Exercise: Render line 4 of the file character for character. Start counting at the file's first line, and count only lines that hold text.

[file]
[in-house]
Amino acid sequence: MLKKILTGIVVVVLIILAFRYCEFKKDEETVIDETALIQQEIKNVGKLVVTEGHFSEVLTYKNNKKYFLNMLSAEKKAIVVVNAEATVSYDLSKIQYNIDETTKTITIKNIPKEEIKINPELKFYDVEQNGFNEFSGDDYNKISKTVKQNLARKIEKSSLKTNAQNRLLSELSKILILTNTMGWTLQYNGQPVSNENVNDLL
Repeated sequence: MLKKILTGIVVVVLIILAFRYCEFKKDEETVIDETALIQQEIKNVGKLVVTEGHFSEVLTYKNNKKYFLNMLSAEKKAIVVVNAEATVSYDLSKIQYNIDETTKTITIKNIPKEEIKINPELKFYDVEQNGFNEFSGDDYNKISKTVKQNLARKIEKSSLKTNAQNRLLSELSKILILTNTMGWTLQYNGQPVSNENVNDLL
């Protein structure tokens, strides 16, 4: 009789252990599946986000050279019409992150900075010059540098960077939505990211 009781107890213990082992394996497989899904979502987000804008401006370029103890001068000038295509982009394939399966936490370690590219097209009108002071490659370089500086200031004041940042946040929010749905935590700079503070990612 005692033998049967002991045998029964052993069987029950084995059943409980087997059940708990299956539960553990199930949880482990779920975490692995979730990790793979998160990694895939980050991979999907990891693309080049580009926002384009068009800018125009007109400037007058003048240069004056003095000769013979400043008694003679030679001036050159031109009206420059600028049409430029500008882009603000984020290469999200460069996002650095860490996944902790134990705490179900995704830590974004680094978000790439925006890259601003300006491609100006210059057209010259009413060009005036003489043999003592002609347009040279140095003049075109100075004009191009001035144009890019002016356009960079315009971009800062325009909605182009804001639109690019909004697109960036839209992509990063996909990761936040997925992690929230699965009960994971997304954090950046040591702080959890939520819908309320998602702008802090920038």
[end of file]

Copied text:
């Protein structure tokens, strides 16, 4: 009789252990599946986000050279019409992150900075010059540098960077939505990211 009781107890213990082992394996497989899904979502987000804008401006370029103890001068000038295509982009394939399966936490370690590219097209009108002071490659370089500086200031004041940042946040929010749905935590700079503070990612 005692033998049967002991045998029964052993069987029950084995059943409980087997059940708990299956539960553990199930949880482990779920975490692995979730990790793979998160990694895939980050991979999907990891693309080049580009926002384009068009800018125009007109400037007058003048240069004056003095000769013979400043008694003679030679001036050159031109009206420059600028049409430029500008882009603000984020290469999200460069996002650095860490996944902790134990705490179900995704830590974004680094978000790439925006890259601003300006491609100006210059057209010259009413060009005036003489043999003592002609347009040279140095003049075109100075004009191009001035144009890019002016356009960079315009971009800062325009909605182009804001639109690019909004697109960036839209992509990063996909990761936040997925992690929230699965009960994971997304954090950046040591702080959890939520819908309320998602702008802090920038």